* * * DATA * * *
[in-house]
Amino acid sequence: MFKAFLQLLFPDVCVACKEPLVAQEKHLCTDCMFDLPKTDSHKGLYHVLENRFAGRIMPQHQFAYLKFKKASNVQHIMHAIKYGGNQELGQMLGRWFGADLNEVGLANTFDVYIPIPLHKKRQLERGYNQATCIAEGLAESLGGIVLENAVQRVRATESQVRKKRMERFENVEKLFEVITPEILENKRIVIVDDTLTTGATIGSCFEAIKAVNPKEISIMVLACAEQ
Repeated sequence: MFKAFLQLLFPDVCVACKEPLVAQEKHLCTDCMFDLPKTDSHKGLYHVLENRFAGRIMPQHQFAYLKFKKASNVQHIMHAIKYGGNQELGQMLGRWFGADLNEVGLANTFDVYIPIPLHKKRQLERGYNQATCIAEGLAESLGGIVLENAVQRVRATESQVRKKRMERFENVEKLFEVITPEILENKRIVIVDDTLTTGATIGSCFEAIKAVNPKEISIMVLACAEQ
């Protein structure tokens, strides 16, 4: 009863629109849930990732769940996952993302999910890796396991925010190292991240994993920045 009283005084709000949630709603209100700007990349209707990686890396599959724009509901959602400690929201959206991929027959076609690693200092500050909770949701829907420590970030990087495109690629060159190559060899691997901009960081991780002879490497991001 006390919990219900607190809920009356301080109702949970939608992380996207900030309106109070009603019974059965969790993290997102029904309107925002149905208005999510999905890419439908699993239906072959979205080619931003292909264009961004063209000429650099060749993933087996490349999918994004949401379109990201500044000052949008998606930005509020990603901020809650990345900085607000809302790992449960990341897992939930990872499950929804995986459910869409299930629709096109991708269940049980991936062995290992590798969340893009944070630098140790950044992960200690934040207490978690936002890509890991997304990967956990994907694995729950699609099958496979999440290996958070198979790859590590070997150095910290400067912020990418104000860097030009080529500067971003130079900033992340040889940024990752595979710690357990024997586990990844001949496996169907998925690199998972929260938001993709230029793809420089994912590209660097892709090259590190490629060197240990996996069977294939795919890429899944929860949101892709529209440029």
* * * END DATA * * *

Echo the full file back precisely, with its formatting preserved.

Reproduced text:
[in-house]
Amino acid sequence: MFKAFLQLLFPDVCVACKEPLVAQEKHLCTDCMFDLPKTDSHKGLYHVLENRFAGRIMPQHQFAYLKFKKASNVQHIMHAIKYGGNQELGQMLGRWFGADLNEVGLANTFDVYIPIPLHKKRQLERGYNQATCIAEGLAESLGGIVLENAVQRVRATESQVRKKRMERFENVEKLFEVITPEILENKRIVIVDDTLTTGATIGSCFEAIKAVNPKEISIMVLACAEQ
Repeated sequence: MFKAFLQLLFPDVCVACKEPLVAQEKHLCTDCMFDLPKTDSHKGLYHVLENRFAGRIMPQHQFAYLKFKKASNVQHIMHAIKYGGNQELGQMLGRWFGADLNEVGLANTFDVYIPIPLHKKRQLERGYNQATCIAEGLAESLGGIVLENAVQRVRATESQVRKKRMERFENVEKLFEVITPEILENKRIVIVDDTLTTGATIGSCFEAIKAVNPKEISIMVLACAEQ
């Protein structure tokens, strides 16, 4: 009863629109849930990732769940996952993302999910890796396991925010190292991240994993920045 009283005084709000949630709603209100700007990349209707990686890396599959724009509901959602400690929201959206991929027959076609690693200092500050909770949701829907420590970030990087495109690629060159190559060899691997901009960081991780002879490497991001 006390919990219900607190809920009356301080109702949970939608992380996207900030309106109070009603019974059965969790993290997102029904309107925002149905208005999510999905890419439908699993239906072959979205080619931003292909264009961004063209000429650099060749993933087996490349999918994004949401379109990201500044000052949008998606930005509020990603901020809650990345900085607000809302790992449960990341897992939930990872499950929804995986459910869409299930629709096109991708269940049980991936062995290992590798969340893009944070630098140790950044992960200690934040207490978690936002890509890991997304990967956990994907694995729950699609099958496979999440290996958070198979790859590590070997150095910290400067912020990418104000860097030009080529500067971003130079900033992340040889940024990752595979710690357990024997586990990844001949496996169907998925690199998972929260938001993709230029793809420089994912590209660097892709090259590190490629060197240990996996069977294939795919890429899944929860949101892709529209440029």